STAFF COLUMN: With responsibility comes accountability

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We learned this week of the death of our former newspaper delivery person, Paula Maguire. Paula delivered the Herald Times and helped with distribution of our annual hunting guide for many years. She was also a rural mail carrier for the postal service.

Originally from the East Coast, she often mentioned how much she loved the mountain scenery and the wildlife she saw on her routes. She passed away on Monday, during her mail route upriver.

Godspeed, Paula. May your next journey be filled with great music, scenic vistas, and lots of beautiful creatures.

Yes, we’re all sick and tired of conflict, drama, upheaval, partisan politics, voter intimidation tactics, secret illegal meetings, questionable executive sessions, lame excuses, interpersonal noise and decades-old grudges. But being tired of something, or wanting to avoid controversy, doesn’t mean it’s OK to ignore problems and hope it goes away.

We’ve been waving the red flag about Sunshine Law violations, transparency issues, bizarre policy decisions, and the like for quite some time. At least since January 2019. If we didn’t, we wouldn’t be doing our job. It’s entirely possible we haven’t waved that red flag quite high enough, or made enough noise about it all.

We’ve realized a majority of citizens — including the ones working on the taxpayers’ dime — are often ill-informed about how boards, budgets, meetings, executive sessions, personnel matters, public notices or elections are handled. Employees don’t know their rights and officials don’t know their limits. That leaves everyone dependent on their lawyers for guidance, which comes with quite a price tag.

In a small pond, it’s incredibly easy to make all these conflicts personal, particularly when everyone devolves to churlish behavior in the comment section (and how easy it is to fall into that trap, particularly late at night after a stiff drink or three), and occasionally, with that kind of bad behavior, it does get personal. But that’s not the real issue at hand.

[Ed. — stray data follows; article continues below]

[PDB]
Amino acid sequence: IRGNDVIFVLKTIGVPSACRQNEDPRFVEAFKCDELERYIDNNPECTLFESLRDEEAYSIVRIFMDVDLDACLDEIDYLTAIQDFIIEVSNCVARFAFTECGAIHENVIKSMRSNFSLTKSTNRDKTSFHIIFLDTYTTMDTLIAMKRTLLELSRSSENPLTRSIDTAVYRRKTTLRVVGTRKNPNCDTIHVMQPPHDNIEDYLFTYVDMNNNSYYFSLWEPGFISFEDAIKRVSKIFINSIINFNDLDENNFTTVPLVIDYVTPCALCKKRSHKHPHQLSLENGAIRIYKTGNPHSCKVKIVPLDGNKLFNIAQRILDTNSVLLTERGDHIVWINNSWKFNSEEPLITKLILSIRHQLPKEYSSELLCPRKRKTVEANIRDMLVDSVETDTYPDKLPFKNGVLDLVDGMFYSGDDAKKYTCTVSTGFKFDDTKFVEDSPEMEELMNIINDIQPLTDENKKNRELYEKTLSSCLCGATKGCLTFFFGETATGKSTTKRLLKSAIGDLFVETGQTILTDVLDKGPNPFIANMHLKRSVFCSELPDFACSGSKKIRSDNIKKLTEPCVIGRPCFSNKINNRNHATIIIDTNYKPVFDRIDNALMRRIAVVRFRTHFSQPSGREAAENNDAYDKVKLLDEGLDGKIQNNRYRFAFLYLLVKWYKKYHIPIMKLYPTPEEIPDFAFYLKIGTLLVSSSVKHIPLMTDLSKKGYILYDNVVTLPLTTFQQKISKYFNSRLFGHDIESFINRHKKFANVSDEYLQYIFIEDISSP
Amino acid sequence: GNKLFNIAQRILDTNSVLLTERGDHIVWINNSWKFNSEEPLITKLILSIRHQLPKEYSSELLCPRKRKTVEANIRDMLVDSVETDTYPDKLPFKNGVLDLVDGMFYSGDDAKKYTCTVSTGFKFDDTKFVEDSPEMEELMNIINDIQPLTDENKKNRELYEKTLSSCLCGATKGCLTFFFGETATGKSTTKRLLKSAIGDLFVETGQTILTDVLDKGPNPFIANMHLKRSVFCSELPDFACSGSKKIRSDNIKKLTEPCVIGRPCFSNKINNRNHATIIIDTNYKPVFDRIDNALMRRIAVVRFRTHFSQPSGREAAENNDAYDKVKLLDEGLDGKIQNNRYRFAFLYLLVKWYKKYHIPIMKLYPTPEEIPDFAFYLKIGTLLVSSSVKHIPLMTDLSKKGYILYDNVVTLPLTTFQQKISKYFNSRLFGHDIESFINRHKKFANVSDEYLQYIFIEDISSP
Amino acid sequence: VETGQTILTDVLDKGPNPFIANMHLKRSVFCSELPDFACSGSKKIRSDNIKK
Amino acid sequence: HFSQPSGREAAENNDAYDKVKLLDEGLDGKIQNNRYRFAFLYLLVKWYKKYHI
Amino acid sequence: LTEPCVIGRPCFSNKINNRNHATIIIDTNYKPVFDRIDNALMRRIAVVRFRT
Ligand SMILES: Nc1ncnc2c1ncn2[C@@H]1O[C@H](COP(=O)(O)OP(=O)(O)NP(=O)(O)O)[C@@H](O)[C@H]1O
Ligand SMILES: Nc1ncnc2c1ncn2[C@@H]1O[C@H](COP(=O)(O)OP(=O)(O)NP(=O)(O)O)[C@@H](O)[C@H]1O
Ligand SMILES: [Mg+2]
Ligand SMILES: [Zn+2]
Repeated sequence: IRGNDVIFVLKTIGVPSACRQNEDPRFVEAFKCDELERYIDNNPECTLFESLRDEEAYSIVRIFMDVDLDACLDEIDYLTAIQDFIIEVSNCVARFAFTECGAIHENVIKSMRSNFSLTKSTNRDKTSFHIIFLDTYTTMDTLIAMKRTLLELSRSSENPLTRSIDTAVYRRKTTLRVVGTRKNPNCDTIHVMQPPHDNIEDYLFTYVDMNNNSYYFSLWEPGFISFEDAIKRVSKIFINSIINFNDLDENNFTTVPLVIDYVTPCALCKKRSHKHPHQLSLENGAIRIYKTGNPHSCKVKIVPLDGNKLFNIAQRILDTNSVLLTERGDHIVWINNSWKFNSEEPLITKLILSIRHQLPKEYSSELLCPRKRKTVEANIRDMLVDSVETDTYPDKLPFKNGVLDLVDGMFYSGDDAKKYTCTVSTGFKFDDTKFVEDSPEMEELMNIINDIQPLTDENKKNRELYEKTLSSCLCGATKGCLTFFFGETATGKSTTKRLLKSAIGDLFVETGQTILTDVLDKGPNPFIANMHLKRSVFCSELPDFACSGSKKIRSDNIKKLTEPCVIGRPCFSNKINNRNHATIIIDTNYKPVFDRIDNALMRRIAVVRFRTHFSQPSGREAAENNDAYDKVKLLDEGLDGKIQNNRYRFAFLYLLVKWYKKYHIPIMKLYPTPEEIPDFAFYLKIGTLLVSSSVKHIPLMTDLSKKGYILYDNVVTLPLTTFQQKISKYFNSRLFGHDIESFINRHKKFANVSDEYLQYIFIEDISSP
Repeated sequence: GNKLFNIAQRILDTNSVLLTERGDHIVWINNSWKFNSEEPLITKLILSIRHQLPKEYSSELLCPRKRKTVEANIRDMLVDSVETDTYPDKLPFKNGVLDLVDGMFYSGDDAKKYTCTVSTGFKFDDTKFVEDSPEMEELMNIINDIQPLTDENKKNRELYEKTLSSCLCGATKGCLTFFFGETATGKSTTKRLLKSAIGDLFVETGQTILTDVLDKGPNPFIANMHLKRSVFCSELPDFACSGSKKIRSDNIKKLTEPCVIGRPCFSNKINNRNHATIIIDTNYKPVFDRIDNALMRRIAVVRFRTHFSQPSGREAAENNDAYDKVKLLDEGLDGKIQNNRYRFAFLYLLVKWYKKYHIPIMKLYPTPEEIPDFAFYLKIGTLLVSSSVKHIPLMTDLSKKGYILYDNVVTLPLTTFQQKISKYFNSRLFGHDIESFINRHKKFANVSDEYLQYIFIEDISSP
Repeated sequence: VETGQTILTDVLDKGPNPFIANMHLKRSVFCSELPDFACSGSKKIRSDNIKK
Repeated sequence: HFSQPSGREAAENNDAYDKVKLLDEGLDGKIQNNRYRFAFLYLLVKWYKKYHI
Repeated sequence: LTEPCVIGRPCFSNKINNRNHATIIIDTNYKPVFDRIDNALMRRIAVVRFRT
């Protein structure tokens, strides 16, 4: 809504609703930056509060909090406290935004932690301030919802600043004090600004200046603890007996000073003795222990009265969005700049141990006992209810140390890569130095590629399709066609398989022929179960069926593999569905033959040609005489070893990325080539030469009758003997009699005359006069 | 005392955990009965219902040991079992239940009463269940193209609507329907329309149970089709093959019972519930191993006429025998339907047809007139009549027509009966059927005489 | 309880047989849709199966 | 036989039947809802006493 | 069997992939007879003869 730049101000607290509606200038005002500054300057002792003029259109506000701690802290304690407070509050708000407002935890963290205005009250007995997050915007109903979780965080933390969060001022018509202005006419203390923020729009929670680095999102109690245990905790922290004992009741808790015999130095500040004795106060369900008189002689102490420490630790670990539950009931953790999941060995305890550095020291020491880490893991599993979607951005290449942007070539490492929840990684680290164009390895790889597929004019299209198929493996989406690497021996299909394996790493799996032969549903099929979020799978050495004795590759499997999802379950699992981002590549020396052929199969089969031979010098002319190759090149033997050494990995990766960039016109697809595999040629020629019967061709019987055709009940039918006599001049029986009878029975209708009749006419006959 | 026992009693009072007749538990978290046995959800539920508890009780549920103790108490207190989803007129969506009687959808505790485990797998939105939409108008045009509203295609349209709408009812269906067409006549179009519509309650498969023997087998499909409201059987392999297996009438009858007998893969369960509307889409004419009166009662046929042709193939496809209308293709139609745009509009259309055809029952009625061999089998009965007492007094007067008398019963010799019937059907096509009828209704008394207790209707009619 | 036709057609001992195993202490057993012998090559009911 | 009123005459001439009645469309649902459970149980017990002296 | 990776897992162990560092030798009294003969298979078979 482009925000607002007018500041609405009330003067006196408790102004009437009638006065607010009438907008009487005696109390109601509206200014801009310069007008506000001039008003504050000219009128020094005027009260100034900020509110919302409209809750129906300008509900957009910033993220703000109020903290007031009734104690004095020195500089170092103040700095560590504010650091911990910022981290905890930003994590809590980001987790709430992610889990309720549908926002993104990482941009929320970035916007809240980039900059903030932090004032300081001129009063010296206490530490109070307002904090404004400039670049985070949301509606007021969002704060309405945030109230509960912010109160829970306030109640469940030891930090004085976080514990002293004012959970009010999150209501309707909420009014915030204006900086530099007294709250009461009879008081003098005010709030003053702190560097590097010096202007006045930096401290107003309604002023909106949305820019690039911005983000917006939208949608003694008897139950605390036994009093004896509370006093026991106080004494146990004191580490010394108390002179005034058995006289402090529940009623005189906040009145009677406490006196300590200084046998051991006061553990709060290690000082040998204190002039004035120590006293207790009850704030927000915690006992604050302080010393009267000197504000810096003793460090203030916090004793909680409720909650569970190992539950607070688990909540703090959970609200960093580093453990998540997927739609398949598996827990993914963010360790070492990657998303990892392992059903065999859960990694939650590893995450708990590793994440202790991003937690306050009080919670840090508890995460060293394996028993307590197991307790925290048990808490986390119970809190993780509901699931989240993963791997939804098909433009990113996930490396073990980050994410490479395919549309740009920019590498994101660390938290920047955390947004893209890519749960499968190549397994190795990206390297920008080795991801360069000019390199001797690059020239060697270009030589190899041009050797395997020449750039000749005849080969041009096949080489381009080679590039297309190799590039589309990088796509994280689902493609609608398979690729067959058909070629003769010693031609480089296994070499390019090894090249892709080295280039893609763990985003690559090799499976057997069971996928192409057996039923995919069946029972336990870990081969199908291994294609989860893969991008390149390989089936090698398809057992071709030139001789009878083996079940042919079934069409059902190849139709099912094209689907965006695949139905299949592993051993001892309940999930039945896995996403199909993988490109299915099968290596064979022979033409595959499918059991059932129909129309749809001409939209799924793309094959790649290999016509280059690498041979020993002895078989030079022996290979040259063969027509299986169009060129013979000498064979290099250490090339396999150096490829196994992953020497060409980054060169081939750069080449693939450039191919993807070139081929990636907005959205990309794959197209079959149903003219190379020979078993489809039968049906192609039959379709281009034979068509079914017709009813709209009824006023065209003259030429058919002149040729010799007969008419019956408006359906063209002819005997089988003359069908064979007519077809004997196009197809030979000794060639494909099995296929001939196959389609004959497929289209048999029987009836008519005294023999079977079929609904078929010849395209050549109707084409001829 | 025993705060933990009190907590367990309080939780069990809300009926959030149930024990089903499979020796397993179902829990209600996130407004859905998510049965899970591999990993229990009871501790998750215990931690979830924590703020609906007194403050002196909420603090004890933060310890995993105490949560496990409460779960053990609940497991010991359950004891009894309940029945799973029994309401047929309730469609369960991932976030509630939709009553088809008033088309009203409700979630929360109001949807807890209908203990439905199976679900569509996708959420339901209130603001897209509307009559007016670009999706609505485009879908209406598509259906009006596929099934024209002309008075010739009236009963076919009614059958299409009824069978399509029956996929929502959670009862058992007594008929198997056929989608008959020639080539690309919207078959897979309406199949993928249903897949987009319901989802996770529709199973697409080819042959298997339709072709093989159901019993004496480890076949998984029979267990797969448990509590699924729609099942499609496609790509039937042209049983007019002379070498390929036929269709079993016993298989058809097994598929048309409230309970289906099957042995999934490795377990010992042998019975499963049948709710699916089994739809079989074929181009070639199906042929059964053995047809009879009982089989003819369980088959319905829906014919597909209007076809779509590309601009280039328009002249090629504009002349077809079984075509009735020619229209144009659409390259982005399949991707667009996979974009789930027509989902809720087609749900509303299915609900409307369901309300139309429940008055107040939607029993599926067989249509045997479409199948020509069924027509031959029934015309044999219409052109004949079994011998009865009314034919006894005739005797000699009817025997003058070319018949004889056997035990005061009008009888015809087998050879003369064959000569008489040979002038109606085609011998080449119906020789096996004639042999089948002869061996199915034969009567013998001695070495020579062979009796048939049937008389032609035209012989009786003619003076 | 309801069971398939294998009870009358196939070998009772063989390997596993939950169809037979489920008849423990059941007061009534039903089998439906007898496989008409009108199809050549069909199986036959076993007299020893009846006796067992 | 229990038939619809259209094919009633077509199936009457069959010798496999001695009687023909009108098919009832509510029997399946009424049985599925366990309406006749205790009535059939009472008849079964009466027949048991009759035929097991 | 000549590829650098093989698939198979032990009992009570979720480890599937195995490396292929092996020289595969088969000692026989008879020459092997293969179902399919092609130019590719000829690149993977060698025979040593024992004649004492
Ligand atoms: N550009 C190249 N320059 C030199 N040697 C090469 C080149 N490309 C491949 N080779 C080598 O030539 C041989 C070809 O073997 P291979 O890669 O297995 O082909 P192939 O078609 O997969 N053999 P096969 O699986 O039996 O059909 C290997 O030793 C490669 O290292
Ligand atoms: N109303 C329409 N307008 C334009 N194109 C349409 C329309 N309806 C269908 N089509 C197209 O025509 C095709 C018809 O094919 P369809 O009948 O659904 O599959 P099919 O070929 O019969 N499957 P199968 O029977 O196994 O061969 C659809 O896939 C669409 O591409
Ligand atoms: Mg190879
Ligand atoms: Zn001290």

The issue is this: with authority comes corresponding responsibility, and with responsibility comes accountability. The greater the authority, the greater the need for accountability.

And as this is a good space to explain the processes of the news business, we’d like to take a moment to share some basic information.

First, advertising is not an endorsement of any particular product, place, event or candidate. If you see someone you don’t like shopping at the grocery store, you don’t assume the grocery store is “on their side,” do you? OK, maybe some of you do, but the reality is the grocery store doesn’t really care either way who is buying their vegetables, as long as someone is buying them.

Political advertising, such as this week’s skybox ad, is paid for at the full rate either by a candidate, a committee or a party campaigning for a political cause or office. They’re common during election cycles, less common outside of election season.

Opinion pieces and letters to the editor are possibly the most misunderstood dribbles of ink on paper. Unless an HT staffer’s name(s) is on the byline, letters and guest columns are written by members of the public with something to say or by folks for whom writing a weekly or monthly column is a hobby, a passion, or a way to communicate their point of view about an organization in which they are involved. We reserve the right to refuse publication based on libelous statements or risk of harm. Anyone who is refused publication as an op-ed or letter is welcome — encouraged, even — to pay for ad space.

On a similar note, while we do take pride in our journalistic ethics and the legacy of the longstanding community institution we now own and operate, readers should be aware that our word is not the be-all end-all on any matter. The conclusions you come to will always be your own, and thus separating fact from fiction will always hinge on your ability to understand, and engage with the information presented to you, no matter where it comes from.